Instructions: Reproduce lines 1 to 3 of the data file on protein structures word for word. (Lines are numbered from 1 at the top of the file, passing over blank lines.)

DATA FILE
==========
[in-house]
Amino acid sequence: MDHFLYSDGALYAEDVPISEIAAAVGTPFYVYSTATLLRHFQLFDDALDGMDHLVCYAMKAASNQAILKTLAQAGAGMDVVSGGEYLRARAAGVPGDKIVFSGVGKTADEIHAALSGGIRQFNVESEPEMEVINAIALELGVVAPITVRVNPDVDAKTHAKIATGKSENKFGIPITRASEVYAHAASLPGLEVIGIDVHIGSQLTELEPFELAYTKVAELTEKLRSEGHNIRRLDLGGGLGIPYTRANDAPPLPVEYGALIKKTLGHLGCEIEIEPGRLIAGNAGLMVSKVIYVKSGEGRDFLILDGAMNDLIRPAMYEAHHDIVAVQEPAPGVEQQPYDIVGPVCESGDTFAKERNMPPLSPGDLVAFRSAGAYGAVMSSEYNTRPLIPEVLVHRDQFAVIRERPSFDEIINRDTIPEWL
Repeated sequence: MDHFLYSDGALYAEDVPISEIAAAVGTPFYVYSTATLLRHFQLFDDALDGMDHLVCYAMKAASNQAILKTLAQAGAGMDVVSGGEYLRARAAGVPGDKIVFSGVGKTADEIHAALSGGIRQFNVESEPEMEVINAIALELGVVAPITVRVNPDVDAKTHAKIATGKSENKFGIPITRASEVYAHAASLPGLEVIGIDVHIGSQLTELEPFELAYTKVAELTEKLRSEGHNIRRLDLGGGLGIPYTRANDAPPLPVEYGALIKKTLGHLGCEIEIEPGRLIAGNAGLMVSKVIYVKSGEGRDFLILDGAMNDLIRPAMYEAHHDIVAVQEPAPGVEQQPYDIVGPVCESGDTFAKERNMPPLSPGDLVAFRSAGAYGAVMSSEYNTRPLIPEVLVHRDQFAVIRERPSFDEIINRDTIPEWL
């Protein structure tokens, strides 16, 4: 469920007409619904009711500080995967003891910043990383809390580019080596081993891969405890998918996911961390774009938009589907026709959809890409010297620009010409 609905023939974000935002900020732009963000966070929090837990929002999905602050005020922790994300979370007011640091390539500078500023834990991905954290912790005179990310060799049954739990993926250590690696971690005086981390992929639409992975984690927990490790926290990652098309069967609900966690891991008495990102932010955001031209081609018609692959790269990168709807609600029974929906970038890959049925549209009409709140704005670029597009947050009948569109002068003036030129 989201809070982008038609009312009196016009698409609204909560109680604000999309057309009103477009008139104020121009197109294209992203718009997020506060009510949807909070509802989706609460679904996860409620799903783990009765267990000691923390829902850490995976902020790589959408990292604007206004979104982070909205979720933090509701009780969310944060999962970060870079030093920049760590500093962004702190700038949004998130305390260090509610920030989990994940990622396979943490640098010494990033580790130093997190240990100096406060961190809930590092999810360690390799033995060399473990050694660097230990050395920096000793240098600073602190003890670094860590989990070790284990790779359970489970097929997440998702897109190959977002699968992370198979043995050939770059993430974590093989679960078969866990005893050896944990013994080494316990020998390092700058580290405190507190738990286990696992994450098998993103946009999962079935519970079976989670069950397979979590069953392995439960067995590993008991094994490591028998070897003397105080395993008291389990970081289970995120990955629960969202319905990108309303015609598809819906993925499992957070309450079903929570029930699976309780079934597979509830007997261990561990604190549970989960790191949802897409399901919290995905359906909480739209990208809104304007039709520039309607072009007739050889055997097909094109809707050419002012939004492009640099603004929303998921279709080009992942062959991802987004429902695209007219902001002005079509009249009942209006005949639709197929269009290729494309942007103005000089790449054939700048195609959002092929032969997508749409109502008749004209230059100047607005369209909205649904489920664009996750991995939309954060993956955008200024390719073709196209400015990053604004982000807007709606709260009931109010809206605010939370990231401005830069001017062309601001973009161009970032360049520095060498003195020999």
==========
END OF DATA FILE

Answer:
[in-house]
Amino acid sequence: MDHFLYSDGALYAEDVPISEIAAAVGTPFYVYSTATLLRHFQLFDDALDGMDHLVCYAMKAASNQAILKTLAQAGAGMDVVSGGEYLRARAAGVPGDKIVFSGVGKTADEIHAALSGGIRQFNVESEPEMEVINAIALELGVVAPITVRVNPDVDAKTHAKIATGKSENKFGIPITRASEVYAHAASLPGLEVIGIDVHIGSQLTELEPFELAYTKVAELTEKLRSEGHNIRRLDLGGGLGIPYTRANDAPPLPVEYGALIKKTLGHLGCEIEIEPGRLIAGNAGLMVSKVIYVKSGEGRDFLILDGAMNDLIRPAMYEAHHDIVAVQEPAPGVEQQPYDIVGPVCESGDTFAKERNMPPLSPGDLVAFRSAGAYGAVMSSEYNTRPLIPEVLVHRDQFAVIRERPSFDEIINRDTIPEWL
Repeated sequence: MDHFLYSDGALYAEDVPISEIAAAVGTPFYVYSTATLLRHFQLFDDALDGMDHLVCYAMKAASNQAILKTLAQAGAGMDVVSGGEYLRARAAGVPGDKIVFSGVGKTADEIHAALSGGIRQFNVESEPEMEVINAIALELGVVAPITVRVNPDVDAKTHAKIATGKSENKFGIPITRASEVYAHAASLPGLEVIGIDVHIGSQLTELEPFELAYTKVAELTEKLRSEGHNIRRLDLGGGLGIPYTRANDAPPLPVEYGALIKKTLGHLGCEIEIEPGRLIAGNAGLMVSKVIYVKSGEGRDFLILDGAMNDLIRPAMYEAHHDIVAVQEPAPGVEQQPYDIVGPVCESGDTFAKERNMPPLSPGDLVAFRSAGAYGAVMSSEYNTRPLIPEVLVHRDQFAVIRERPSFDEIINRDTIPEWL